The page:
Blends and single varietals 8 March 2019

It’s curious how few of the established blends in the world of wine are connected by name to a place. Those that there are enjoy their reputation (and implicit credibility) mainly on account of a French connection: Bordeaux blends and Rhone blends, both red and white. No one talks of chianti as a Tuscan blend or tempranillo, graciano and mazuelo as a Rioja blend: chianti is chianti and Rioja (the appellation) is a more important brand than the mention of the wine’s component parts.

For years the Cape’s pinotage producers wanted to extend the visibility of their wines (or perhaps, as some less sympathetic commentators have suggested, bury their surplus) in a blend where pinotage was the central component. They labelled the category “Cape blend” and waited patiently for it to take off. So far the rumours of its success – locally and internationally – have been greatly exaggerated.

Long-established blends have an economic as well as an organoleptic logic to them. In Bordeaux there are sound reasons for marrying merlot to cabernet: the former ripens a little earlier and delivers soft and accessible fruit. The cabernet, on the other hand, retains its green, more herbal notes late into the ripening season. There’s no point in harvesting it too soon, but longer hang times expose the grapes to late summer rains and the risk of dilution or rot. The blend is a hedged bet, but it also provides for early drinkability when the merlot is plush, and for long ageing, when the cabernet component does its job.

There will come a time when the Cape wine industry gives up its dream of a red Cape blend. It might then consider the merits of a white one which has been been around for a bit. In the early 1990s, when I was assembling wines for Vinfruco for the export market, I took to combining chenin with sauvignon blanc – for commercial as well as taste reasons. Most the chenin available at the requisite price point was fruity, but flat. The sauvignon on the other hand was bland, but with good acidity. Together they complemented each other rather well. The sauvignon also added sex appeal to the label at a time when the international market had yet to learn about the quality of Cape chenin.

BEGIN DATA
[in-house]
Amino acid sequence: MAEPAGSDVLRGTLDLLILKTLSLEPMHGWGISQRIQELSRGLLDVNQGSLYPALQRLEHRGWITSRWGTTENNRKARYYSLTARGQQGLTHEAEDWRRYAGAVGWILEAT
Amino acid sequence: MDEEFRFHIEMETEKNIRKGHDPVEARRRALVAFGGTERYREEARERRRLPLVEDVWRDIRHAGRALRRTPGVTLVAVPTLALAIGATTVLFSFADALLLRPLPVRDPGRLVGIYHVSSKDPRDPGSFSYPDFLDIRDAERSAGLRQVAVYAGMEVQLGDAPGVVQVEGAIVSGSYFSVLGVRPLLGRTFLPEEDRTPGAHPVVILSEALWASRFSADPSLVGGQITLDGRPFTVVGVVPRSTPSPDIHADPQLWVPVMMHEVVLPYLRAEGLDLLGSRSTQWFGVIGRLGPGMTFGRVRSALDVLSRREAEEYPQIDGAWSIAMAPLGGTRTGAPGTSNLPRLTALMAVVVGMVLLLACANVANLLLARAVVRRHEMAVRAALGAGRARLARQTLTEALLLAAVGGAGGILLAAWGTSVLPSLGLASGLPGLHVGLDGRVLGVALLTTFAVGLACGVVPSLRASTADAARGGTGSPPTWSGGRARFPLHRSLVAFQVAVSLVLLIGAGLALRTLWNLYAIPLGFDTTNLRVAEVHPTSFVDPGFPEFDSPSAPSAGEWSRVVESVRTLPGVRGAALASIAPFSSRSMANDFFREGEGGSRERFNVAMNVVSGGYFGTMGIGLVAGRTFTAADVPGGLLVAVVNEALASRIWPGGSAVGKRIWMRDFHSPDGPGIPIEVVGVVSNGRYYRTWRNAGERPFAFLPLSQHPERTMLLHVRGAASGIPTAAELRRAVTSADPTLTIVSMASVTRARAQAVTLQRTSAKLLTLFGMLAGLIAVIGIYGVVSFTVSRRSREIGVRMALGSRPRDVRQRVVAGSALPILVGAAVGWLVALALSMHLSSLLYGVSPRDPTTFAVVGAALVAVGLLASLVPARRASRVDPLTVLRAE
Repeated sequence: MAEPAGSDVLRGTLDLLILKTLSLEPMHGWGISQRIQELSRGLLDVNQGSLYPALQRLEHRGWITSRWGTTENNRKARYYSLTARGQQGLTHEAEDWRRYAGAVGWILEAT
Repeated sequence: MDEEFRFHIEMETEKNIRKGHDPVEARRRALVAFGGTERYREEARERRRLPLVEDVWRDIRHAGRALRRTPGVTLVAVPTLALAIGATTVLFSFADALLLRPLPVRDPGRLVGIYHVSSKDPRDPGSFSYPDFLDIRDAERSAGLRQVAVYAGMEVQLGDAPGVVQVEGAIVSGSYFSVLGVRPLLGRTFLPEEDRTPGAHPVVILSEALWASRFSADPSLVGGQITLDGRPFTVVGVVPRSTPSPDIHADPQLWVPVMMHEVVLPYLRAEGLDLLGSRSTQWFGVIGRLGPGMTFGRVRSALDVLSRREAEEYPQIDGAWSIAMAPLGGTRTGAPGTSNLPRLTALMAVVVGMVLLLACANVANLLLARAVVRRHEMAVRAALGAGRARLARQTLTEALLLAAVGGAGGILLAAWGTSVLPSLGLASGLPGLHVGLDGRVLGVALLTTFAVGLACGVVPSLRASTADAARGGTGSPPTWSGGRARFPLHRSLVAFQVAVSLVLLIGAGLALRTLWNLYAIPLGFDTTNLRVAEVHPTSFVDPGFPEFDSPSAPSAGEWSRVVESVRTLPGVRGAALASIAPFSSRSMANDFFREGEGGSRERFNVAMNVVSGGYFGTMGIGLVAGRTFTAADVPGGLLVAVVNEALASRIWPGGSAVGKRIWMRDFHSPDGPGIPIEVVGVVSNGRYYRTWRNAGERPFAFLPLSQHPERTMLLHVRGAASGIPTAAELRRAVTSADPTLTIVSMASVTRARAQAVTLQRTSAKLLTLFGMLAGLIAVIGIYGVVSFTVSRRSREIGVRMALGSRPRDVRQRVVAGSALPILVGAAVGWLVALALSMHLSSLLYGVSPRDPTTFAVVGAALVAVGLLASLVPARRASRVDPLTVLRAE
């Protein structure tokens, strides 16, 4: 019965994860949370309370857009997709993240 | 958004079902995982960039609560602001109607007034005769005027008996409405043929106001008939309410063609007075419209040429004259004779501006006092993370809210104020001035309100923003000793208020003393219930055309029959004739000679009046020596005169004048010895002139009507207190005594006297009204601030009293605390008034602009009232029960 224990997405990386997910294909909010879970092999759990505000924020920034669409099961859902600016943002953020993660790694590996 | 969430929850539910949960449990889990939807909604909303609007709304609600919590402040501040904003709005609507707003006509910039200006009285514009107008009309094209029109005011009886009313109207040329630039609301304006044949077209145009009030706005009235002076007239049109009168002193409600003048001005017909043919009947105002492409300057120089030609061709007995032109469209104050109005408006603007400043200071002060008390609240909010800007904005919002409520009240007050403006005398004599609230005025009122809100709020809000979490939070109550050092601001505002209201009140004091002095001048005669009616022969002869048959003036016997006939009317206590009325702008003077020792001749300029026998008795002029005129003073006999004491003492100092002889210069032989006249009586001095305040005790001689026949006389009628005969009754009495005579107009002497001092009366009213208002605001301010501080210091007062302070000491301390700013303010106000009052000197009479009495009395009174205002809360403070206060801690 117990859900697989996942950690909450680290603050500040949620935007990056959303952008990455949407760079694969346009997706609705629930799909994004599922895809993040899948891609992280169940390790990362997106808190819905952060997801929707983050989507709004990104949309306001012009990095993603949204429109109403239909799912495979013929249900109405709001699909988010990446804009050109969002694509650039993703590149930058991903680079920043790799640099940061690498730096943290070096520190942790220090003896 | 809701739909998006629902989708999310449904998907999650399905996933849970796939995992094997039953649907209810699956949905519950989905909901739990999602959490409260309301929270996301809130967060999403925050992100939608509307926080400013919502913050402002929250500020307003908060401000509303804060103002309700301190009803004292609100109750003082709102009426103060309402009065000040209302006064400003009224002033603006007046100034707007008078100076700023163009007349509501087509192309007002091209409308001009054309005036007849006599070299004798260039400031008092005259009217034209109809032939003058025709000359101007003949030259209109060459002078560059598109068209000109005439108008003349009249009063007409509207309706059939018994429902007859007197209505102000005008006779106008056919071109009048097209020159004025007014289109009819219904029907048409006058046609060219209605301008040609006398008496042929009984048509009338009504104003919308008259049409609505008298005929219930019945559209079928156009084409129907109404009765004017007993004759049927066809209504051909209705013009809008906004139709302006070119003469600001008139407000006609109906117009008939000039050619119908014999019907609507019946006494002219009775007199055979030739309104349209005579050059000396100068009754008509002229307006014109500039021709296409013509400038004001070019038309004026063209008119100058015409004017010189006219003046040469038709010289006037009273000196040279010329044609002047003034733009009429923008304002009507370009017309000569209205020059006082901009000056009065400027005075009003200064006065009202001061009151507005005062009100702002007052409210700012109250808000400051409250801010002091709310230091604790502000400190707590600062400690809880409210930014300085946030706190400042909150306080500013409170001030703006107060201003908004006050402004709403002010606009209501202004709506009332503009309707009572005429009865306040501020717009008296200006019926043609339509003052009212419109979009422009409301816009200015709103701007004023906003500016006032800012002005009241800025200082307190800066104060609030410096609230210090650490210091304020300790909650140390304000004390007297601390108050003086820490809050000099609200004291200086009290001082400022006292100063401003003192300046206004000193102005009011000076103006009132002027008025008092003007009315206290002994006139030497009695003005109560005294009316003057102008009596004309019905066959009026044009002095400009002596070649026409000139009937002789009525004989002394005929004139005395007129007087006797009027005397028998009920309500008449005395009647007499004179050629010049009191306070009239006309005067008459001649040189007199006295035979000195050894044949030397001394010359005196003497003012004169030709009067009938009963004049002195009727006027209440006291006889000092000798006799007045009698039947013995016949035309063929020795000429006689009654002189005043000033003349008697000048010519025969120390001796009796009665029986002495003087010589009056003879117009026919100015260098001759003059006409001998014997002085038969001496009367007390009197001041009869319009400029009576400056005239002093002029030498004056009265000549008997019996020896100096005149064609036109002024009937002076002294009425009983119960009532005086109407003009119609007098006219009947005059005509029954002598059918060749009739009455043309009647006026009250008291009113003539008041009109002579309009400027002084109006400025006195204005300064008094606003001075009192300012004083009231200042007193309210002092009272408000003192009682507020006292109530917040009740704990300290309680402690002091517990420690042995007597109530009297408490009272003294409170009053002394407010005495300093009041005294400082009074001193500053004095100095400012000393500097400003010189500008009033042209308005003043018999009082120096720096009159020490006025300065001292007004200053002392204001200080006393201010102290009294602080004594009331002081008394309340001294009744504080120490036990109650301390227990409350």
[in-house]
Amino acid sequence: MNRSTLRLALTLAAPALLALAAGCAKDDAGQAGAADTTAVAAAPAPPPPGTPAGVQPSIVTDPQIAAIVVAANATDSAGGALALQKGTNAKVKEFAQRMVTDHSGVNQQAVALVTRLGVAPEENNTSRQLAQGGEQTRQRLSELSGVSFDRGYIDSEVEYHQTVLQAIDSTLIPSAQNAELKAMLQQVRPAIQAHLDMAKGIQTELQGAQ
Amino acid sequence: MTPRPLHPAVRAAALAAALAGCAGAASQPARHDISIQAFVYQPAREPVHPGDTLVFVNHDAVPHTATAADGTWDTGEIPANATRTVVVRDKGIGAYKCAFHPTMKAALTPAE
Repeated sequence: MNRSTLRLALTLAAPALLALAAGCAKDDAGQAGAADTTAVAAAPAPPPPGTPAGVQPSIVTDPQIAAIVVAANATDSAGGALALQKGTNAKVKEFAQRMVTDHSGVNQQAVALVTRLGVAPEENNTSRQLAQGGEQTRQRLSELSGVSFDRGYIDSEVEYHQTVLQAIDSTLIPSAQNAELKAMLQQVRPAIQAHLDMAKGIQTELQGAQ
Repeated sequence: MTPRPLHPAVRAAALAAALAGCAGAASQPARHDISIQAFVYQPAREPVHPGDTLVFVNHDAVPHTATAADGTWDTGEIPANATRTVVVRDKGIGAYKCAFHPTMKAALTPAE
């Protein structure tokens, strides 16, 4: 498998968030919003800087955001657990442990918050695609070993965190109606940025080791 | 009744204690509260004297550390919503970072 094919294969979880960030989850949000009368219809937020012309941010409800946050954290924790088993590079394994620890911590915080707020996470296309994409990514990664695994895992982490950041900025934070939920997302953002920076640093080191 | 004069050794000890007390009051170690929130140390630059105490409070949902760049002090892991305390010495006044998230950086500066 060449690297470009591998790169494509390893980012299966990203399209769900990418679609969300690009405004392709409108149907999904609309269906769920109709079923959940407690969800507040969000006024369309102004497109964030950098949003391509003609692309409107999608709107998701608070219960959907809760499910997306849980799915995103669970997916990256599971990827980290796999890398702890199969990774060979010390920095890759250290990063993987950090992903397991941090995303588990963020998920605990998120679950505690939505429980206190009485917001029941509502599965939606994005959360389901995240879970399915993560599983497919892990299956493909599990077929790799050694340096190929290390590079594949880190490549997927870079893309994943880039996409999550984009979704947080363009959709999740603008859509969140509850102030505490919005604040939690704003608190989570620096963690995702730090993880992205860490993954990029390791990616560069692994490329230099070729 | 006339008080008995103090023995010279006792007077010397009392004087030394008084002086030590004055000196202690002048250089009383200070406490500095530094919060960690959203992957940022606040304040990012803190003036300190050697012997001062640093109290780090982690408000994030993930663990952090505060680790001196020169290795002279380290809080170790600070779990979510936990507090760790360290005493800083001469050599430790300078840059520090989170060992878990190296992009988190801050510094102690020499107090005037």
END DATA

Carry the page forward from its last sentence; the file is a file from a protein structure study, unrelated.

Since then the combination of the two varieties has become increasingly popular: the Zonnebloem 2018 Blanc de Blanc delivers lovely fresh pear-drop aromas, delicate zestiness on the palate, fragrant flintiness on the finish – all for just over R40 per bottle. It stood out well in a line up of otherwise unusual white blends: fresher (though less complex) than the Sjinn, and not as herbal as the Giant Periwinkle “The Bard.” Of course, you shouldn’t ignore the winemaker’s intention: the Zonnebloem is well put together, but makes no attempt at complexity. The Sjinn – with chenin, viognier and roussanne – is meant to be textural, rather than tangy. The Bard – with semillon, nouvelle and sauvignon – was never going to be anything except crisp and herbaceous.

The long-established blends have stayed the course for a reason: they work and they are also familiar, which means wine drinkers are comfortable with the flavour profile. White Bordeaux blends (sauvignon blanc and semillon) have the same commercial logic as the red ones, but are less well-known. They’ve been a small but important category quality-wise in the Cape for almost 20 years.

The latest really good example I’ve tasted is the curiously named “The Tagram” 2017 made at Durbanville Hills. It is comfortably the best wine (red or white) coming out of that cellar, and it may even be the best white blend produced in South Africa at the moment. Intricate, concentrated, beautifully textured and constantly evolving, it should be opened early and decanted – it needs time to reveal its complexity. There are not many wines selling at over R300 a bottle which represent any kind of value, but this is certainly one of them.


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